Further, petitioner alleges that there is no law that covers airsoft guns. By including airsoft guns in the definition of "firearm," Resolution No. 8714, in effect, criminalizes the sport, since the possession of an airsoft gun or its replica/imitation is now an election offense, although there is still no law that governs the use thereof.

Petitioner prays that the Court render a decision as follows: (1) Annulling Resolution No. 8714 insofar as it includes airsoft guns and their replicas/imitations within the meaning of "firearm," and declaring the Resolution as invalid; (2) ordering the COMELEC to desist from further implementing Resolution No. 8714 insofar as airsoft guns and their replicas/imitations are concerned; (3) ordering the COMELEC to amend Resolution No. 8714 by removing airsoft guns and their replicas/imitations within the meaning of "firearm"; and (4) ordering the COMELEC to issue a Resolution directing the Armed Forces of the Philippines, Philippine National Police and other law enforcement agencies deputized by the COMELEC to desist from further enforcing Resolution No. 8714 insofar as airsoft guns and their replicas/imitations are concerned.

The main issue is whether or not the COMELEC gravely abused its discretion in including airsoft guns and their replicas/imitations in the term "firearm" in Section 2 (b) of R.A. No. 8714.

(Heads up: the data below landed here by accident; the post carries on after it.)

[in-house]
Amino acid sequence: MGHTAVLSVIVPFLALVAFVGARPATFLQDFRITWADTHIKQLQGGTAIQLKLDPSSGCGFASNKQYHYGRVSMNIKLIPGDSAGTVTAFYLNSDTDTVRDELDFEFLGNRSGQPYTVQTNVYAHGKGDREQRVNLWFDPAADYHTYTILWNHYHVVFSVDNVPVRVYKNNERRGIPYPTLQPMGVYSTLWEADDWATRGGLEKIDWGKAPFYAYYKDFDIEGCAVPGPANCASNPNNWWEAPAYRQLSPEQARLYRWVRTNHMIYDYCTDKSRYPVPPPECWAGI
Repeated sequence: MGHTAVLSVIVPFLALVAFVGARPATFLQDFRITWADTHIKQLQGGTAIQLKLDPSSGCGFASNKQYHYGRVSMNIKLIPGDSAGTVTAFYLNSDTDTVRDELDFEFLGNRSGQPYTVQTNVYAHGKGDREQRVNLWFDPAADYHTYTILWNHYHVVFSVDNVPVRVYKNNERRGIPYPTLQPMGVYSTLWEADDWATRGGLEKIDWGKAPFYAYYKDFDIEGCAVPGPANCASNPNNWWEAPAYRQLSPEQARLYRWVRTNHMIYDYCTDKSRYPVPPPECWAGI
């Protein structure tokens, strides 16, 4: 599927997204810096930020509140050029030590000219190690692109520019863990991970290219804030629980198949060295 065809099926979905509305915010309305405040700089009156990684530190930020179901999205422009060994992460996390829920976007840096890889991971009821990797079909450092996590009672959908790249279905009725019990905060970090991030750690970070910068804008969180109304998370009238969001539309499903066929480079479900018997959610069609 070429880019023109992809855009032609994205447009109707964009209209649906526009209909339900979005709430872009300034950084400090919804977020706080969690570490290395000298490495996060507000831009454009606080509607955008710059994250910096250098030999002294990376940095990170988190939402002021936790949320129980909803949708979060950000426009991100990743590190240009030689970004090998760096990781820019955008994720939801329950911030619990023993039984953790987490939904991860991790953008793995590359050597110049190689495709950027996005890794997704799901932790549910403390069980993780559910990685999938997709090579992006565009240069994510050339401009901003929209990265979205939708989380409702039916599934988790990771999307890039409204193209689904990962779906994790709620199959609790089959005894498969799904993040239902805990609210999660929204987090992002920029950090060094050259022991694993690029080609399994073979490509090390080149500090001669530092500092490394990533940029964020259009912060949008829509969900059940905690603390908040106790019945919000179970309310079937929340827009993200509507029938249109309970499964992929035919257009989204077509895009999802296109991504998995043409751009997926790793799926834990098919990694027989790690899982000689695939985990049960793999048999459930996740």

The Court finds that the COMELEC did not commit grave abuse of discretion in this case.

R.A. No. 7166 (An Act Providing for Synchronized National and Local Elections and for Electoral Reforms, Authorizing Appropriations Therefor, and for Other Purposes)[4] provides:

SEC. 32. Who May Bear Firearms. − During the election period, no person shall bear, carry or transport firearms or other deadly weapons in public places, including any building, street, park, private vehicle or public conveyance, even if licensed to possess or carry the same, unless authorized in writing by the Commission. The issuance of firearms licenses shall be suspended during the election period.

Only regular members or officers of the Philippine National Police, the Armed Forces of the Philippines and other law enforcement agencies of the Government who are duly deputized in writing by the Commission for election duty may be authorized to carry and possess firearms during the election period: Provided, That, when in the possession of firearms, the deputized law enforcement officer must be: (a) in full uniform showing clearly and legibly his name, rank and serial number, which shall remain visible at all times; and (b) in the actual performance of his election duty in the specific area designated by the Commission.

x x x x

SEC. 35. Rules and Regulations. -- The Commission shall issue rules and regulations to implement this Act. Said rules shall be published in at least two (2) national newspapers of general circulation.

Pursuant to Section 35 of R.A. No. 7166, the COMELEC promulgated Resolution No. 8714, which contains the implementing rules and regulations of Sections 32 and 33 of R.A. No. 7166. The pertinent portion of the Resolution states: